Newly discovered insect in caves in B.C. could be a survivor of the Ice Age



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VANCOUVER – A newly discovered species of insect species found in British Columbia may be a survivor of the last ice age, scientists say.

Haplocampa wagnelli, the arthropod found in a limestone cave near Port Alberni on Vancouver Island, is about three to four millimeters long, with six legs, with no eyes and a whitish, almost transparent color.

Alberto Sendra, the lead author of a study published in the journal Subterranean Biology on Tuesday, said the existence of the small insect opens up possibilities for how species survive in different climates and conditions.

"This is a very intriguing species because it seems that it lived underground in caves – for a little or a long time," Sendra said in an interview.

"That means they can survive in the glacial period. And this is very remarkable because there are no examples of species living in underground areas in the north. "

Sendra, a professor of animal biology at the University of Alcala in Madrid, said there is a possibility that the insect may migrate to the northern United States and settle in the Vancouver caves.

He said he could not say how old the insect is – only that it is primitive, and his discovery raises several questions.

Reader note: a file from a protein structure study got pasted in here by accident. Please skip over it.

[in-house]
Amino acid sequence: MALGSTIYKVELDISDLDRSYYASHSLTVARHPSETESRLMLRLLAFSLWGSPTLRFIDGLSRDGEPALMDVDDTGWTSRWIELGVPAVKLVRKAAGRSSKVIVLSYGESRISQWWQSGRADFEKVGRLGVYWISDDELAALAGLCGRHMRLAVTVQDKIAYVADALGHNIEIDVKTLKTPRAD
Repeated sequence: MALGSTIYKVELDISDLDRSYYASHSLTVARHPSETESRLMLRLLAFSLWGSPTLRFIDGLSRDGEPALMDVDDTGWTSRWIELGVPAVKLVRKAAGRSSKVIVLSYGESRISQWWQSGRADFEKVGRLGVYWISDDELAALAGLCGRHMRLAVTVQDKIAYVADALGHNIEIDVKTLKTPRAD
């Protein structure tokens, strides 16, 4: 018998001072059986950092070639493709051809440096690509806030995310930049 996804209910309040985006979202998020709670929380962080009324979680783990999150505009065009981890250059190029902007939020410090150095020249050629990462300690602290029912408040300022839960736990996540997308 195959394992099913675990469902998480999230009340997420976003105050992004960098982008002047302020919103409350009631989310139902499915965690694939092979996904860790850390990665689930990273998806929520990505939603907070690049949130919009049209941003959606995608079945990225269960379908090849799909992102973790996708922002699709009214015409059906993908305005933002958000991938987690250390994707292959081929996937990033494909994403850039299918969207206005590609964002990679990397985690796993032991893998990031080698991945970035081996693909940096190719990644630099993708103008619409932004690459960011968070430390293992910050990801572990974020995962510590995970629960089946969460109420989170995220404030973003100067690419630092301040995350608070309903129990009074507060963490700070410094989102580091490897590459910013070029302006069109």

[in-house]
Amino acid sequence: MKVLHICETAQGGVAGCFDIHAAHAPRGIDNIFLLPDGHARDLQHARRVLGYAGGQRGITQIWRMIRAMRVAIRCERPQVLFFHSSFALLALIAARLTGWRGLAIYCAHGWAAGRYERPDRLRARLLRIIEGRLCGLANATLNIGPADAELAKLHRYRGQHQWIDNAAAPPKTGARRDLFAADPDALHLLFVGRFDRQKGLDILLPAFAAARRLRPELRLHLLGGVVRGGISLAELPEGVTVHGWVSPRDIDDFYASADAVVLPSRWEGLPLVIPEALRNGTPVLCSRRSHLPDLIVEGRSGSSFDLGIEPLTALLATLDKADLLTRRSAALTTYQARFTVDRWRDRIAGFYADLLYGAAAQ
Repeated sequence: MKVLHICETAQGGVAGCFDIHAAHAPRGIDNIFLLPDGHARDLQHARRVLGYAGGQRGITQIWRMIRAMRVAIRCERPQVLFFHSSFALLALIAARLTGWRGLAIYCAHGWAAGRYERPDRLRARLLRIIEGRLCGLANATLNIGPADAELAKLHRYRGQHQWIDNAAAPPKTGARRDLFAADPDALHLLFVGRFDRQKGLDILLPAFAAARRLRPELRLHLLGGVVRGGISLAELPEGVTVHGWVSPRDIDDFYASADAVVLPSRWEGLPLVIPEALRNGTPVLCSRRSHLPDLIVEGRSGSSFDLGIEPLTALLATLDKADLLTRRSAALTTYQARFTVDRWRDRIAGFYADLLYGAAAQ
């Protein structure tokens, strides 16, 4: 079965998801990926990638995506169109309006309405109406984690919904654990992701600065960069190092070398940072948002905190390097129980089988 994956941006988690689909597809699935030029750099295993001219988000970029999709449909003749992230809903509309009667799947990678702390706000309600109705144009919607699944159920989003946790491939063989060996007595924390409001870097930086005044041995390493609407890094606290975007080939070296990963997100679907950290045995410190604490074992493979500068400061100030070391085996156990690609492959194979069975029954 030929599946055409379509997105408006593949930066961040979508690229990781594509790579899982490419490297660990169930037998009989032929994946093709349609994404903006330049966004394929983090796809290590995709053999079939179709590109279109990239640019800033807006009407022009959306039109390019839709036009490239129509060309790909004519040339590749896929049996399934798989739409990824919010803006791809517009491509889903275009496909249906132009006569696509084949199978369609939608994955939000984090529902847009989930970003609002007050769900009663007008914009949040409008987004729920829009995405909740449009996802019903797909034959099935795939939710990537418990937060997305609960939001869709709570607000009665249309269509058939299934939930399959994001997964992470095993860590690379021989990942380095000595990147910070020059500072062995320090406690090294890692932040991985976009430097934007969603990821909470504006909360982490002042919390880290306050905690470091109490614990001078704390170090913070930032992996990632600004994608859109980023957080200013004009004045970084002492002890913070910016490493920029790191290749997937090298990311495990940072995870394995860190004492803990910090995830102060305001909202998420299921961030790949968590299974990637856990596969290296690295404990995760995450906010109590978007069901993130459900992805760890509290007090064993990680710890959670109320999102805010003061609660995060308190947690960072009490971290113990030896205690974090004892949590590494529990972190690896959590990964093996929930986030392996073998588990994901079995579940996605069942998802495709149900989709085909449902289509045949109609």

"How can they survive there? That opens the possibility in the future to look for species in other places where nobody looks for them, "he said.

"We are always looking for warmer climates in the south and this species suggests that we need to look for more in the Northern Hemisphere."

The insect's name pays homage to the digger and studies co-author Craig Wagnell, who spent years exploring caves on Vancouver Island.

A group from the Central Island Caving Club, including Wagnell, first recorded the beast in 2017, and Sendra said he spent the last year studying it.

Unlike most species adapted to caves that are elongated and thin, this insect only has slightly elongated antennae and legs and a thicker body, according to a press release announcing the study.

It also shows a close relationship with species found in Japan and Siberia, which is evidence of dispersal events where populations would cross the land bridge linking America to Asia, the statement said.

The study said Vancouver Island has more caves mapped and explored than the rest of Canada combined, and many contain unique features including streams and rivers that run through most of the year.

The caves help the creeks keep water temperature and water quality constant throughout the year, which helps sustain a variety of fish and wildlife, the study said, noting that little was done to protect the caves from logging, mining and recreation.

Some of the caves have been misused and need more to be done to protect them and the wildlife they support, the researchers said.

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